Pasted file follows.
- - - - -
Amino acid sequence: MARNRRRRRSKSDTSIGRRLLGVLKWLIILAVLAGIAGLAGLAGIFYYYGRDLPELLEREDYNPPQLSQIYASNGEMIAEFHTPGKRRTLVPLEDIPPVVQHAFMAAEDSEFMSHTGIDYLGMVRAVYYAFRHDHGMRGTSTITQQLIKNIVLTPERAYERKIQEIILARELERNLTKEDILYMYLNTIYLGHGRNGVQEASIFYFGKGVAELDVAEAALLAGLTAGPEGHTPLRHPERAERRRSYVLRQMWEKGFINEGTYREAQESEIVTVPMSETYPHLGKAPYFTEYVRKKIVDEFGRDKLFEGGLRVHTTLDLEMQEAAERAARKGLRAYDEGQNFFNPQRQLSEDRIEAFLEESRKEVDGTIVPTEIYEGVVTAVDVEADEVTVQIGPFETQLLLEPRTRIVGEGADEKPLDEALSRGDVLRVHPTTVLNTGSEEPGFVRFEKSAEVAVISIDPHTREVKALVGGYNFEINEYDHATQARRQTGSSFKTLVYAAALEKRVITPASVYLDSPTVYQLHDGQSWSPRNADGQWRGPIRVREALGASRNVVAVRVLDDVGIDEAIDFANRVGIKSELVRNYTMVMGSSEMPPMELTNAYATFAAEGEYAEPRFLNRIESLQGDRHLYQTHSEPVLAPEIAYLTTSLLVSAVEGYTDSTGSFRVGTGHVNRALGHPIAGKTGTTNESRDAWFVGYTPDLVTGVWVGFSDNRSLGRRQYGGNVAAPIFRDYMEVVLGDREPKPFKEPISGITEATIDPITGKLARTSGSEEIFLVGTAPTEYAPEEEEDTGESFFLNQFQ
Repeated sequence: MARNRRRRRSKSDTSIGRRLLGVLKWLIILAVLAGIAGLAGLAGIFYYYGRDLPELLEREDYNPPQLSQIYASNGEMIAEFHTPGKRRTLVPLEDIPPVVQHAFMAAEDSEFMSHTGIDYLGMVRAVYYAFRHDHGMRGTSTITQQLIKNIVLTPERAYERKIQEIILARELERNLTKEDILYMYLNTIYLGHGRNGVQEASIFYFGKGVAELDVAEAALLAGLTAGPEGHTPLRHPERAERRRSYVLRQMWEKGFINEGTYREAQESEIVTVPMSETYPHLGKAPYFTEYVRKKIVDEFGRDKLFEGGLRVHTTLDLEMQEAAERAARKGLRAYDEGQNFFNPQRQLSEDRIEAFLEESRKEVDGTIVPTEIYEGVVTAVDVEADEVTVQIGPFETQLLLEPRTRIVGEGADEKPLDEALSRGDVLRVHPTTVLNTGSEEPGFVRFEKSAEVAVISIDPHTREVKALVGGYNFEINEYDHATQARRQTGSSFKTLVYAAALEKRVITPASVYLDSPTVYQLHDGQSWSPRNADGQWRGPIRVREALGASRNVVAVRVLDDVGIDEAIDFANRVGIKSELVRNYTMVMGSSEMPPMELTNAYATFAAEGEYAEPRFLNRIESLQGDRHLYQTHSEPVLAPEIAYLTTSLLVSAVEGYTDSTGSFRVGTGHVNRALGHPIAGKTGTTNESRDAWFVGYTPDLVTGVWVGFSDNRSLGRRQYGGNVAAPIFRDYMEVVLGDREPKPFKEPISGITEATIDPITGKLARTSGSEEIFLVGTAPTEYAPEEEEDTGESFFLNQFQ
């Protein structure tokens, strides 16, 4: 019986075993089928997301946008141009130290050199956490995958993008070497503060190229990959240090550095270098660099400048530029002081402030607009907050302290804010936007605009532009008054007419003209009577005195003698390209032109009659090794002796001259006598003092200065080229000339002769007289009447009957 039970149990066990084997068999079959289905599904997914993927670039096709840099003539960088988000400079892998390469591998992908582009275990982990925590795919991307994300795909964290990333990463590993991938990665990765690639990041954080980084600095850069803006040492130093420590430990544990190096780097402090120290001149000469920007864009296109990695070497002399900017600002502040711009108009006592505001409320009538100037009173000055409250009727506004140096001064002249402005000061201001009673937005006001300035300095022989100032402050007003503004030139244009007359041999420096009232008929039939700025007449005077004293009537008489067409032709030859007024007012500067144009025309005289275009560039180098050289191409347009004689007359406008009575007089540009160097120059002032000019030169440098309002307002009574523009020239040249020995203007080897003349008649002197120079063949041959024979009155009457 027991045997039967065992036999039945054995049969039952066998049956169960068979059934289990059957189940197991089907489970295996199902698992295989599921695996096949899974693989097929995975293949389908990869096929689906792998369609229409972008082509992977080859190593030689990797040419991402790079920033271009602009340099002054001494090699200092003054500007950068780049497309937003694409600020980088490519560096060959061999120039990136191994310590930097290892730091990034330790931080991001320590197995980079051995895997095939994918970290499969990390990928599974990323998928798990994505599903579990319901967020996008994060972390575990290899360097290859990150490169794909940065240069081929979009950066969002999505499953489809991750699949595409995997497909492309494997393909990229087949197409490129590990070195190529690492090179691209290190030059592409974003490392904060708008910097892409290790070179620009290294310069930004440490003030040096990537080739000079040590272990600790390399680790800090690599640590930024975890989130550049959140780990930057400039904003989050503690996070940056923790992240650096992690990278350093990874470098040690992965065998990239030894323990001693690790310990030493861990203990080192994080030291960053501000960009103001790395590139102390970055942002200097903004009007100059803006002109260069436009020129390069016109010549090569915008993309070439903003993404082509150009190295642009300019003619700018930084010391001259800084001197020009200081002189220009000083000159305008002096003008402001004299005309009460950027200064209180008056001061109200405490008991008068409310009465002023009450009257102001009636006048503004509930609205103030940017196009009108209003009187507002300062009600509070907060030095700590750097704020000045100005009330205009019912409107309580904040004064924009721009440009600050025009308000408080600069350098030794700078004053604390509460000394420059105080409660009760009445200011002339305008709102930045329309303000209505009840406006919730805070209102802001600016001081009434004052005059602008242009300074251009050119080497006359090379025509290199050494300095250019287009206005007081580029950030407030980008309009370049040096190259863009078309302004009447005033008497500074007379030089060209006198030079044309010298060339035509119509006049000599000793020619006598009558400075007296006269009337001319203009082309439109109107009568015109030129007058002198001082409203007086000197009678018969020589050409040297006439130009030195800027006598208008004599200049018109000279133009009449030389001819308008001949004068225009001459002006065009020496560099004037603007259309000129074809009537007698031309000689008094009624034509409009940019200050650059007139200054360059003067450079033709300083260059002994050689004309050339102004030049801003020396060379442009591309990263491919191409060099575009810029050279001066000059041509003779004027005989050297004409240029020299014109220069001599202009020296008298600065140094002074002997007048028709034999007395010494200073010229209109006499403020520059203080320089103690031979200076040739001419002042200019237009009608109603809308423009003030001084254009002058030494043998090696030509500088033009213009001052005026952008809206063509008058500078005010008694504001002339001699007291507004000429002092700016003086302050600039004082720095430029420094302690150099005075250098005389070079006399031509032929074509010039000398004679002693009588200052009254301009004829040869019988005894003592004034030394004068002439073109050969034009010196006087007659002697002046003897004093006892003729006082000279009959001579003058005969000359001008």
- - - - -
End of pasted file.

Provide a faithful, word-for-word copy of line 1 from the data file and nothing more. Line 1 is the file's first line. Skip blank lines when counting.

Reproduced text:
Amino acid sequence: MARNRRRRRSKSDTSIGRRLLGVLKWLIILAVLAGIAGLAGLAGIFYYYGRDLPELLEREDYNPPQLSQIYASNGEMIAEFHTPGKRRTLVPLEDIPPVVQHAFMAAEDSEFMSHTGIDYLGMVRAVYYAFRHDHGMRGTSTITQQLIKNIVLTPERAYERKIQEIILARELERNLTKEDILYMYLNTIYLGHGRNGVQEASIFYFGKGVAELDVAEAALLAGLTAGPEGHTPLRHPERAERRRSYVLRQMWEKGFINEGTYREAQESEIVTVPMSETYPHLGKAPYFTEYVRKKIVDEFGRDKLFEGGLRVHTTLDLEMQEAAERAARKGLRAYDEGQNFFNPQRQLSEDRIEAFLEESRKEVDGTIVPTEIYEGVVTAVDVEADEVTVQIGPFETQLLLEPRTRIVGEGADEKPLDEALSRGDVLRVHPTTVLNTGSEEPGFVRFEKSAEVAVISIDPHTREVKALVGGYNFEINEYDHATQARRQTGSSFKTLVYAAALEKRVITPASVYLDSPTVYQLHDGQSWSPRNADGQWRGPIRVREALGASRNVVAVRVLDDVGIDEAIDFANRVGIKSELVRNYTMVMGSSEMPPMELTNAYATFAAEGEYAEPRFLNRIESLQGDRHLYQTHSEPVLAPEIAYLTTSLLVSAVEGYTDSTGSFRVGTGHVNRALGHPIAGKTGTTNESRDAWFVGYTPDLVTGVWVGFSDNRSLGRRQYGGNVAAPIFRDYMEVVLGDREPKPFKEPISGITEATIDPITGKLARTSGSEEIFLVGTAPTEYAPEEEEDTGESFFLNQFQ